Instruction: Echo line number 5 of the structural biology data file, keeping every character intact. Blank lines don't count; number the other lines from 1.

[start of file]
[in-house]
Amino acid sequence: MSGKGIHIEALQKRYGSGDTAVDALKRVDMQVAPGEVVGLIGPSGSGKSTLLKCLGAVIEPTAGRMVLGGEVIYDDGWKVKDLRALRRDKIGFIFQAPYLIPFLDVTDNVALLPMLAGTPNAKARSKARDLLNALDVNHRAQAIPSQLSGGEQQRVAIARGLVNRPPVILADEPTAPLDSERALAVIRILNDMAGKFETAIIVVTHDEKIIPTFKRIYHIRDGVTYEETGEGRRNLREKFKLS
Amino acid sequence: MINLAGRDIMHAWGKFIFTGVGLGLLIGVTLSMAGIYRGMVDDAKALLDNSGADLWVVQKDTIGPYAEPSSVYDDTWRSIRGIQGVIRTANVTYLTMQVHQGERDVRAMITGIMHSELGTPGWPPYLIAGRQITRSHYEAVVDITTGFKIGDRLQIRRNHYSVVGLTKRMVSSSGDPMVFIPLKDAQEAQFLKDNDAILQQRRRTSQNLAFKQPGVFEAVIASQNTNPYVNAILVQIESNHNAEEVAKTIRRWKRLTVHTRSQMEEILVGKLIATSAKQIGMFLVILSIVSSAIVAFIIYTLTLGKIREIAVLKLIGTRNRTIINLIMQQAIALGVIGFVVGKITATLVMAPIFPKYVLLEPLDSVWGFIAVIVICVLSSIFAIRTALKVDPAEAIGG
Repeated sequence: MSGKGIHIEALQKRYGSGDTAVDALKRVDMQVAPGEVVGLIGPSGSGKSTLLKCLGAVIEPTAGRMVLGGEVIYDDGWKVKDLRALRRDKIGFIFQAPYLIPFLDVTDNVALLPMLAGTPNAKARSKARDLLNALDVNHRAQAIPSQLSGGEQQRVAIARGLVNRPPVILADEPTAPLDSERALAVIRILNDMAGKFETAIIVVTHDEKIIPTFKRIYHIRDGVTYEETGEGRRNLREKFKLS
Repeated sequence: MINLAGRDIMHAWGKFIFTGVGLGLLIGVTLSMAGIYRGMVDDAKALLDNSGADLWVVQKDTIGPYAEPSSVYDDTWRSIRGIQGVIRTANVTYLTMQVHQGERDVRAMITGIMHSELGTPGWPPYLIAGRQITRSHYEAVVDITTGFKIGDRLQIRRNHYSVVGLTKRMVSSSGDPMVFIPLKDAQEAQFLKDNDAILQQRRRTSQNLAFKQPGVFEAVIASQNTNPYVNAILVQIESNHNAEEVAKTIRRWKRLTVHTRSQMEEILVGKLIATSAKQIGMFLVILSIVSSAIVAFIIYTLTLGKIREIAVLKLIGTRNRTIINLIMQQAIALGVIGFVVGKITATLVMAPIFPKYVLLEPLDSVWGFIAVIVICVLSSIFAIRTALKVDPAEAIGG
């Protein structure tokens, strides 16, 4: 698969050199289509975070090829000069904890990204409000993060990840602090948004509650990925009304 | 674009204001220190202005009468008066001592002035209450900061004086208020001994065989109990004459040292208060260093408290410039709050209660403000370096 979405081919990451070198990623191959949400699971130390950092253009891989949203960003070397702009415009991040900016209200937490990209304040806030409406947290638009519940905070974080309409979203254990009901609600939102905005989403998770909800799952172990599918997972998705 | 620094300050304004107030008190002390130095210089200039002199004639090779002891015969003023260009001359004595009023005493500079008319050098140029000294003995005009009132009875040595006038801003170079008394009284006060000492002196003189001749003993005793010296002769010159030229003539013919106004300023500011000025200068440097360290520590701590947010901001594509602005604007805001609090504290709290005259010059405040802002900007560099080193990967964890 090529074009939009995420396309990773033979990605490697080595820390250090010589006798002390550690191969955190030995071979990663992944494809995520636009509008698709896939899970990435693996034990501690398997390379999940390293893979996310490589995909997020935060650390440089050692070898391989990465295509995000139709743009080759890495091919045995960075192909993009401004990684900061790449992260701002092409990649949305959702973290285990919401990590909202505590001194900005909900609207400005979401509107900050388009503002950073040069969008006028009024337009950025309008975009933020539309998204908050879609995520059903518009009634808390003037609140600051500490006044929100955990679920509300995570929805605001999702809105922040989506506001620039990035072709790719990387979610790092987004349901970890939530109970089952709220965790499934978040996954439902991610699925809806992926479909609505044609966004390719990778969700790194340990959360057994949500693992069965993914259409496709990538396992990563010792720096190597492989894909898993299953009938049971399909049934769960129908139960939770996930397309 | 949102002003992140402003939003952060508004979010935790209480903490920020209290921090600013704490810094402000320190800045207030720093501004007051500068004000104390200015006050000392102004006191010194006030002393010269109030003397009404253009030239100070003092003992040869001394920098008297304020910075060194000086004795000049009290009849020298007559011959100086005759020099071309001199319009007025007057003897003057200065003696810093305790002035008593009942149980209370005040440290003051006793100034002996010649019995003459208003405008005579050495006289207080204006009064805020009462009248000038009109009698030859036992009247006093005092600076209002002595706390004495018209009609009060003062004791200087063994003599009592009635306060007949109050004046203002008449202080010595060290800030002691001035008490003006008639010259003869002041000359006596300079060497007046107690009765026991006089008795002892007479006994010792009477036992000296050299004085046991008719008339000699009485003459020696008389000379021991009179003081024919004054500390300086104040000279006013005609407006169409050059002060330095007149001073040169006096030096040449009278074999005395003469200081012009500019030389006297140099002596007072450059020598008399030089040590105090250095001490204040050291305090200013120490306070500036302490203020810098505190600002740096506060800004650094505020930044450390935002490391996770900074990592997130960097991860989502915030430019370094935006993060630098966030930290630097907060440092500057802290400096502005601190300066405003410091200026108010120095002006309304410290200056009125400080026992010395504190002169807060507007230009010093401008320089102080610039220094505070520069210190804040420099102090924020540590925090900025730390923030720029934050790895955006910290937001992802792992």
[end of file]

Repeated sequence: MINLAGRDIMHAWGKFIFTGVGLGLLIGVTLSMAGIYRGMVDDAKALLDNSGADLWVVQKDTIGPYAEPSSVYDDTWRSIRGIQGVIRTANVTYLTMQVHQGERDVRAMITGIMHSELGTPGWPPYLIAGRQITRSHYEAVVDITTGFKIGDRLQIRRNHYSVVGLTKRMVSSSGDPMVFIPLKDAQEAQFLKDNDAILQQRRRTSQNLAFKQPGVFEAVIASQNTNPYVNAILVQIESNHNAEEVAKTIRRWKRLTVHTRSQMEEILVGKLIATSAKQIGMFLVILSIVSSAIVAFIIYTLTLGKIREIAVLKLIGTRNRTIINLIMQQAIALGVIGFVVGKITATLVMAPIFPKYVLLEPLDSVWGFIAVIVICVLSSIFAIRTALKVDPAEAIGG